A music conservatory is, of course, conservative. And
no one at a conservatory is likely ever to argue that Bach,
Beethoven and Brahms aren't worth listening to anymore.
But a conservatory — especially one like the
Institute — must also be subversive, in some ways
radical and, above all, passionate, Peabody's
"Music is one of the deepest forms of communication
there is," pianist, composer and veteran music educator
Jeffrey Sharkey said. "Our graduates need to be passionate
advocates for this wonderful art."
Peabody, Sharkey said, is wonderfully positioned to
provide the "deep, thoughtful, connected form of education
within the art of music" that helps students develop that
Unlike some conservatories, he said, Peabody has a
"wonderful, strong composition program," connecting budding
players with the continuing evolution of music. It has a
new jazz department. It teaches world music. It has the
Peabody Preparatory and a thriving music education program,
both of which can be national models and help form not only
new musicians but new audiences for music.
And Peabody has a growing number of connections with
other divisions of the university, Sharkey said.
"Peabody should aim to be one of the top two or three
places in the country [and] an institution of international
importance," Sharkey said. "Its breadth gives it
possibilities that no other places have. So many of the
ingredients are there."
The link between Peabody and the rest of Johns Hopkins
is very powerful, he said. "It's not just an individual
conservatory out on its own. Peabody can benefit from Johns
Hopkins' great reach nationally and internationally. Johns
Hopkins can benefit from the way that Peabody touches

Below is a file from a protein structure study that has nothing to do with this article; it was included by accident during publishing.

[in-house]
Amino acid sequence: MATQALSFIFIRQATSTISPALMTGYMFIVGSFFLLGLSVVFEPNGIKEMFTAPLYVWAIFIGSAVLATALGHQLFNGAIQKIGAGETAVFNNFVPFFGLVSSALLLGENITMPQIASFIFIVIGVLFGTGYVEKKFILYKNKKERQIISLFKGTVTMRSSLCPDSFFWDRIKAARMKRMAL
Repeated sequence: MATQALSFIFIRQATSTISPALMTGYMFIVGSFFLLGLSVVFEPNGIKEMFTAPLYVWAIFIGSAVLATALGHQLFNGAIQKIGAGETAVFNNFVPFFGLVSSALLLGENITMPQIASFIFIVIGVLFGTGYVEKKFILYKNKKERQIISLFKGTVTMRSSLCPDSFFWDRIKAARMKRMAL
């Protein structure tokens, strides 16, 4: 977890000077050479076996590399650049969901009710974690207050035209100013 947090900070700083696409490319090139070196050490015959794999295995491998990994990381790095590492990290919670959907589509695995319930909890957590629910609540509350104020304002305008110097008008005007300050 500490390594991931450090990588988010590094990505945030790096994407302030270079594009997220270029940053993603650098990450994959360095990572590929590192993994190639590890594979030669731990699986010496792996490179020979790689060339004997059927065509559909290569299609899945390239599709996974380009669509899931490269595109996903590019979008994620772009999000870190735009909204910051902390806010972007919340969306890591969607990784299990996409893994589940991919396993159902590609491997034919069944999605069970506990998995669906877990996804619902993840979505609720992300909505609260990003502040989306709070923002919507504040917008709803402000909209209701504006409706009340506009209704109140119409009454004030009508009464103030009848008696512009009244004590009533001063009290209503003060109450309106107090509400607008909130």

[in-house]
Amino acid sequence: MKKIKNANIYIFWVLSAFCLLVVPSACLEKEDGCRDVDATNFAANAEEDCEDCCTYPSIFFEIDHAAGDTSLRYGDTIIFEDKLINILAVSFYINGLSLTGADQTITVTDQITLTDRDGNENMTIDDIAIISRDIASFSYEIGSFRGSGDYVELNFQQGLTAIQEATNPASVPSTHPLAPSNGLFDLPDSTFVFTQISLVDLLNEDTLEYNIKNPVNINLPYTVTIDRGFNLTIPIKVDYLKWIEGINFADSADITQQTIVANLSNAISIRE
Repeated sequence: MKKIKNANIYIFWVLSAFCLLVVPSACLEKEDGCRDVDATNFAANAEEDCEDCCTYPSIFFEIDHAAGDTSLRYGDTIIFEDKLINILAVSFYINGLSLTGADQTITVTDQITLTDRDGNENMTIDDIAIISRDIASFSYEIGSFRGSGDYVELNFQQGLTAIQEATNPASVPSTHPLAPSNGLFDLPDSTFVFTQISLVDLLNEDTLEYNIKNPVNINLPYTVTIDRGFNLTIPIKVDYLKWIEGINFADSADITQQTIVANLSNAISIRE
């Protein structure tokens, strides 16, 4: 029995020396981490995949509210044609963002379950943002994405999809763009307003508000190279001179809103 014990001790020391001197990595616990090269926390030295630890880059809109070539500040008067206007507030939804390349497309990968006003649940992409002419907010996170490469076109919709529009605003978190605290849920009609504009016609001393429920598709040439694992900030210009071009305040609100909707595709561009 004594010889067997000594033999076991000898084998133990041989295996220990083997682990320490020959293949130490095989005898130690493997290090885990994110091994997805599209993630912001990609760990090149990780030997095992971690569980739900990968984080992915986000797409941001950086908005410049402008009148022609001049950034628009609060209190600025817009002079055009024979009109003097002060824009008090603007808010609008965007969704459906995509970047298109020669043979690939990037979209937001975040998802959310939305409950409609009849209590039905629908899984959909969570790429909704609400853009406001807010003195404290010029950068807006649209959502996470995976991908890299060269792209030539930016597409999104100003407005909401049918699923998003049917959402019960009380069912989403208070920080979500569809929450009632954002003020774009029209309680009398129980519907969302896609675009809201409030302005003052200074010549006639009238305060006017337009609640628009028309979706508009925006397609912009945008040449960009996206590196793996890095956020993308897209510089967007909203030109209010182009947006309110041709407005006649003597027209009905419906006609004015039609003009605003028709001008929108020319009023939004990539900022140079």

Sharkey, now dean of the Cleveland Institute of Music,
will join Johns Hopkins on Oct. 1. He succeeds Robert
Sirota, who last year became president of the Manhattan
School of Music.
"A Russian friend of mine once told me that the three
most important things for a great school of music are the
finest teachers teaching the finest students in the finest
facilities," Sharkey said. "Bob Sirota has done so much to
make sure Peabody's facilities are the finest. We have some
wonderful faculty I'm looking forward to getting to know.
And, of course, we have wonderful students.
"But keeping all those things is the challenge" for a
new director, he said. Meeting that challenge, he said, is
a matter of building partnerships: partnerships between
faculty members and the admissions office, partnerships
between the conservatory and institutions like the
Baltimore Symphony and, of course, partnerships with
Sharkey, who is 41, became dean of the Cleveland
Institute in 2001, serving as the chief academic officer of
its college division. At Peabody, he will lead both the
college-level conservatory — one of the nation's
leading professional music schools with 650 students and
nearly 250 faculty members — and the Prep, a
community music school with 1,800 child and adult
Under Sharkey's leadership, CIM has increased
applications by 25 percent. He has recruited distinguished
faculty members, developed new structures for student
affairs and advising, and created exchange programs with
London's Royal Academy of Music and the Paris
Conservatoire. He has strengthened CIM's close ties with
nearby Case Western Reserve University and works closely
with the institute's president on a $40 million capital
campaign that includes funding for a new recital hall and
an education building now under construction.
Before joining CIM, Sharkey was director of music at
the Purcell School in London from 1996 to 2001 and head of
composition and academic music at Wells Cathedral School,
also in England, from 1990 to 1996.
A Delaware native, he is a 1986 graduate of the
Manhattan School of Music and earned a master of music
degree in composition from Yale University in 1988 and a
master of philosophy from Cambridge University a year
later. His teachers included pianists John Browning, Boris
Berman and Peter Frankl and composers Aaron Copland and
Sharkey was a founding member of the Pirasti Piano
Trio, which recorded with ASV Records in the United Kingdom
and toured throughout Europe and the United States. Since
returning to America, he has played in Trio Zannetti and
performed regularly with members of the Cleveland Orchestra
and CIM faculty. His compositions have been performed by
the St. Louis Symphony under the direction of Leonard
Slatkin and in chamber concerts in the United States and
Sharkey is married to Alison Wells, who will join the
Peabody cello faculty. They have three daughters, Jessica,
13; Olivia, 10; and Florence, 6.